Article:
This is a very pertinent question...I wish I could post a photo of my Portland neighborhood. About 50 Capes with no eaves or soffits and no possibility of retrofitting ventilation. This leads to folks doing things like punching holes into the kneewall spaces through the gables.

    I often see folks use flash and batt or dense packed cellulose and, like Dan Kolbert said, without issues.

  12. User avater GBA Editor
    Martin Holladay | | #12

    Response to Ed Voytovich
    I agree completely: "Put the foam board insulation where it belongs . . . on top of the roof deck."

  13. John Roy | | #13

    keep it simple
    I had the same issue last year with venting vs non venting a cathedral ceiling using dense pack cellulose insulation . In the end I opted for the time tested solution of ridge & soffit vents with baffles between the rafters. With all the back and forth opinions on whether I could or couldnt insulate with or without ventilation I choose the to vent and not worry about condensation issues down the road...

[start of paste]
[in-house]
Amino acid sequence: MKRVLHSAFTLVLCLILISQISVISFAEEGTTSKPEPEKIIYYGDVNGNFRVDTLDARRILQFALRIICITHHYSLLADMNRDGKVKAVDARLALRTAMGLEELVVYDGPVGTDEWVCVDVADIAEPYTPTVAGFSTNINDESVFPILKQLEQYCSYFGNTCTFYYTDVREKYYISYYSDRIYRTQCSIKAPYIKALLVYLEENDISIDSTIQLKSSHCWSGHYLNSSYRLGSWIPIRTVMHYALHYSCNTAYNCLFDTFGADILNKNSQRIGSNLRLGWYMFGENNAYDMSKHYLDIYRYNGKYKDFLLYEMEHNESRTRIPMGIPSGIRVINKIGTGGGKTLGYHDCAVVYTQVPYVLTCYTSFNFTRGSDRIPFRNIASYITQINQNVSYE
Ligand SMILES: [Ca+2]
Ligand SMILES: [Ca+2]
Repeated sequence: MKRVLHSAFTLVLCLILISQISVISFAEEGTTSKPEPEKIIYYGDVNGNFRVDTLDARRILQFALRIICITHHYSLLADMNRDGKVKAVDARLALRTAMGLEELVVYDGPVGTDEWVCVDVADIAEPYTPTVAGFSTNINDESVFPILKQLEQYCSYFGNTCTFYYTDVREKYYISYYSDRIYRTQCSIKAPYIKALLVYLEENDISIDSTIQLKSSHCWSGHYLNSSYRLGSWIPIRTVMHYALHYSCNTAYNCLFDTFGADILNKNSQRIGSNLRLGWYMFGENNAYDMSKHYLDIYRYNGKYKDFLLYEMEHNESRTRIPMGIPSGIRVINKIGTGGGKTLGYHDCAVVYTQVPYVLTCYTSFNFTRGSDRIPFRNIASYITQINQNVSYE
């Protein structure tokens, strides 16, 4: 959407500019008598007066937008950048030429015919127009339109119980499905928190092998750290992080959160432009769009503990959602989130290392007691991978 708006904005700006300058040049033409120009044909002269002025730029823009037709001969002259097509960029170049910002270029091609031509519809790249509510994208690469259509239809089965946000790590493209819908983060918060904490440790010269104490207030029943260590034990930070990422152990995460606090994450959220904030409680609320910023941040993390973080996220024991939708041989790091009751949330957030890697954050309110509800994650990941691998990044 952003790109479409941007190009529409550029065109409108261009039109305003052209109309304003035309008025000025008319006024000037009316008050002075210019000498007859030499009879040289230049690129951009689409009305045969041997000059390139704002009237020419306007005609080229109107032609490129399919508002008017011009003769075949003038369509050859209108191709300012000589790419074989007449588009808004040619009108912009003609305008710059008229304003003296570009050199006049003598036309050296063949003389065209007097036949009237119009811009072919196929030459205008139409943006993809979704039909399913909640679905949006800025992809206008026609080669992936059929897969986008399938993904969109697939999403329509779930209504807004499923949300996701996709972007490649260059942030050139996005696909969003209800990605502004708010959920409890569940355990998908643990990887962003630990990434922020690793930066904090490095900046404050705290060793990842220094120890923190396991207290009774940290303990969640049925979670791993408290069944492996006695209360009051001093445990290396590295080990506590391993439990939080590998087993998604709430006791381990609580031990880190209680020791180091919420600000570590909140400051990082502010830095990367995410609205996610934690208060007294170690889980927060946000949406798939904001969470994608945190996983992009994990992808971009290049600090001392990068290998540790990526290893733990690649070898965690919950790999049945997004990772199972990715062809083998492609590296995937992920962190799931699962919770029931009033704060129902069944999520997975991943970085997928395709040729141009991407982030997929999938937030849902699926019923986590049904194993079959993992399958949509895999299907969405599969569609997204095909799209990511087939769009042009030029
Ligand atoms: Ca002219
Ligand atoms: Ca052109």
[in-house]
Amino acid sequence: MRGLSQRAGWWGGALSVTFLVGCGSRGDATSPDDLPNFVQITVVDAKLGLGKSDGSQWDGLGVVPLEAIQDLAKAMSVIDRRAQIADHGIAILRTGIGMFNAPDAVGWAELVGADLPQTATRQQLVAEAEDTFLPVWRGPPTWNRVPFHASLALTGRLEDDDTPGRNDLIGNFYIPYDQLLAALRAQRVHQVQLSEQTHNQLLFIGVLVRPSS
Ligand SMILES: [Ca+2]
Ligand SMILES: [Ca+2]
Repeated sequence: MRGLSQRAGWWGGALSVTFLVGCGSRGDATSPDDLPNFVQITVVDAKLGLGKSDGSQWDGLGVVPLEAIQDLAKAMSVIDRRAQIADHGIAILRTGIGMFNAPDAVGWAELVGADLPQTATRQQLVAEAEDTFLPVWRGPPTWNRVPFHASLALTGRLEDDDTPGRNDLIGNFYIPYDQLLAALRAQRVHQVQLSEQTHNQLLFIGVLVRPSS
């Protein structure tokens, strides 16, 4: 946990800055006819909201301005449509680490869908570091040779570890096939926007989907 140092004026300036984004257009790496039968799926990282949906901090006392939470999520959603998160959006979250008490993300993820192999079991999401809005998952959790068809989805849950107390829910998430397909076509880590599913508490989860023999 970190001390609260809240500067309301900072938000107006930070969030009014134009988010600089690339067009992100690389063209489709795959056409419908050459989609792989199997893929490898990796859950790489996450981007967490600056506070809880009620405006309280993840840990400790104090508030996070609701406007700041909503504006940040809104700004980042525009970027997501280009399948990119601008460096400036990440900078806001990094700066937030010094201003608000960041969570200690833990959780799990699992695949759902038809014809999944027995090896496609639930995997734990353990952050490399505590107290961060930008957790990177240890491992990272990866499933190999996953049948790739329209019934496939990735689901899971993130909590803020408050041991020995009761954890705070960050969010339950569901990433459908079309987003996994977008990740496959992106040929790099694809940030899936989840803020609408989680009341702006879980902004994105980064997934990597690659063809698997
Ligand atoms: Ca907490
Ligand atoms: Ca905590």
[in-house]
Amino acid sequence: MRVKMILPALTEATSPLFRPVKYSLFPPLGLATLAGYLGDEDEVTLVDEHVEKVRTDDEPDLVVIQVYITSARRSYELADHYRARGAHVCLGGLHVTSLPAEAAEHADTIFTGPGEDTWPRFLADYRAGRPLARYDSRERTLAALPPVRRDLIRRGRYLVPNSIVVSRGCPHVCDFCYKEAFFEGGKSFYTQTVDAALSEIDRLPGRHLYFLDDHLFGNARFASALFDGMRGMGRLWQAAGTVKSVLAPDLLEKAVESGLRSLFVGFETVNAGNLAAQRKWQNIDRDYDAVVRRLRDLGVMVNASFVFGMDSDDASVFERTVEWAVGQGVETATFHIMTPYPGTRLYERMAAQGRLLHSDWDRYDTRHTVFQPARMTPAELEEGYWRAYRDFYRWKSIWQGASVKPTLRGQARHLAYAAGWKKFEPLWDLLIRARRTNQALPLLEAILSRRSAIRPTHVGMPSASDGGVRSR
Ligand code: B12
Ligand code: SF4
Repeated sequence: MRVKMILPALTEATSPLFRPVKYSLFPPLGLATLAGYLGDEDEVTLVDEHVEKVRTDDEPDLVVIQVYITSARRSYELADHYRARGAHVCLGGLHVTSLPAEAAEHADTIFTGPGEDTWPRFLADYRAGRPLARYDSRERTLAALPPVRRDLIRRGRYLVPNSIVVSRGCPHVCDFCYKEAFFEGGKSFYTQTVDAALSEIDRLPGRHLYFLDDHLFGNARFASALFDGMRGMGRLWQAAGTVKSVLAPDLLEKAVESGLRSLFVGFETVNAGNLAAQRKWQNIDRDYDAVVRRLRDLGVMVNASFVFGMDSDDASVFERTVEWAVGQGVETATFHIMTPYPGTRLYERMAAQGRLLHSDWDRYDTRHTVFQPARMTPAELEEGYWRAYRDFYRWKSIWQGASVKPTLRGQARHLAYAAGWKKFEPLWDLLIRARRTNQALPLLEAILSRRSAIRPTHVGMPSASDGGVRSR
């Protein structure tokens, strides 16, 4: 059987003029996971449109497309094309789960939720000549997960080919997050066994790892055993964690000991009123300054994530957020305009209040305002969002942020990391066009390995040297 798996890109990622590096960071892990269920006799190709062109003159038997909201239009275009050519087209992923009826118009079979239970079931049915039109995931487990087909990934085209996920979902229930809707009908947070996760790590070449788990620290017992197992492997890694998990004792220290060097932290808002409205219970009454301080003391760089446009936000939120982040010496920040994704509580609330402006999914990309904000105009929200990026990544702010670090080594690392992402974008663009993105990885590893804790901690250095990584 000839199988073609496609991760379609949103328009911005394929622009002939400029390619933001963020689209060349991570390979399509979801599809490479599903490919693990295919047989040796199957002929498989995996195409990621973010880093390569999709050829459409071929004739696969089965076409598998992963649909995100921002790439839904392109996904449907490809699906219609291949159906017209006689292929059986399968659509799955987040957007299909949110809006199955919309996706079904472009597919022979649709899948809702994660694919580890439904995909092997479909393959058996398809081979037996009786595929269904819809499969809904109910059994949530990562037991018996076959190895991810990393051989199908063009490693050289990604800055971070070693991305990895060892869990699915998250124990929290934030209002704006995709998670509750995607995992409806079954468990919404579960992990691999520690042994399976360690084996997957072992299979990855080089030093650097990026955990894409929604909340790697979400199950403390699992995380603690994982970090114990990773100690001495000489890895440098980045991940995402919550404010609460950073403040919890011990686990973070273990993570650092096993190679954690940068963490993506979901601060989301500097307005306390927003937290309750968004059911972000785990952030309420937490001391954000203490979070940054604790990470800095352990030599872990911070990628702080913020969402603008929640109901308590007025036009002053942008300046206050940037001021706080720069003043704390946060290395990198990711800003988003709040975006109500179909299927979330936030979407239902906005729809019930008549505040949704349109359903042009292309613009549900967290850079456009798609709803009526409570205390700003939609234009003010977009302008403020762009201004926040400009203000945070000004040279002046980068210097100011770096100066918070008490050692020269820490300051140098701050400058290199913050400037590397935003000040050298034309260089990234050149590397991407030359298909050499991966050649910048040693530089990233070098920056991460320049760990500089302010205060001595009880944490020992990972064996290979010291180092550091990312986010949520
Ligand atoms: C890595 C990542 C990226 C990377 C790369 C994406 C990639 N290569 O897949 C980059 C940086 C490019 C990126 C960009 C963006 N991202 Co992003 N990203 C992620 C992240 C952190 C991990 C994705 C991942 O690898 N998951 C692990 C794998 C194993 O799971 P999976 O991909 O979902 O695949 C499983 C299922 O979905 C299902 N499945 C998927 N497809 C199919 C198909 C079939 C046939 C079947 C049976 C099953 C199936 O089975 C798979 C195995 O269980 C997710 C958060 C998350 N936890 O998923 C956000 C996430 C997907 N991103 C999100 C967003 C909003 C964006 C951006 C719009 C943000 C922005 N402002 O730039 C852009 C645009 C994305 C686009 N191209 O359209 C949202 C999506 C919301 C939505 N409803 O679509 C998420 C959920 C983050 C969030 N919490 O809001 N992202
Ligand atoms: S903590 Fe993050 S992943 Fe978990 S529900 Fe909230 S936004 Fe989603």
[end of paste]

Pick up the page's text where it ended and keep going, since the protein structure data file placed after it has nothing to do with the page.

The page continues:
14. Justin Zeller | | #14

    Rigid Foam Right Under the Deck.
    As long as the R-value of the foam, given its gradual decrease over time, is high enough to break the temperature differential between the interior and exterior, eliminating the potential of dew point, the rigid foam can be fit tight inside the joist bays and sealed into place with expanding foam. (There is a good explanation of thicknesses needed in "Why Flash And Batt Makes Sense", by Michael Maines, Fine Homebuilding 217.) If the roof is already installed, and the rigid is already bought, this is the most cost effective way of managing the hot roof. Cellulose can still be installed under the rigid foam, and then your ceiling of choice under that. Otherwise, I'd agree with Ed Voytovich, put the rigid on the exterior of the building, further increasing the foams effectiveness by eliminating the thermal bridging caused by the joists.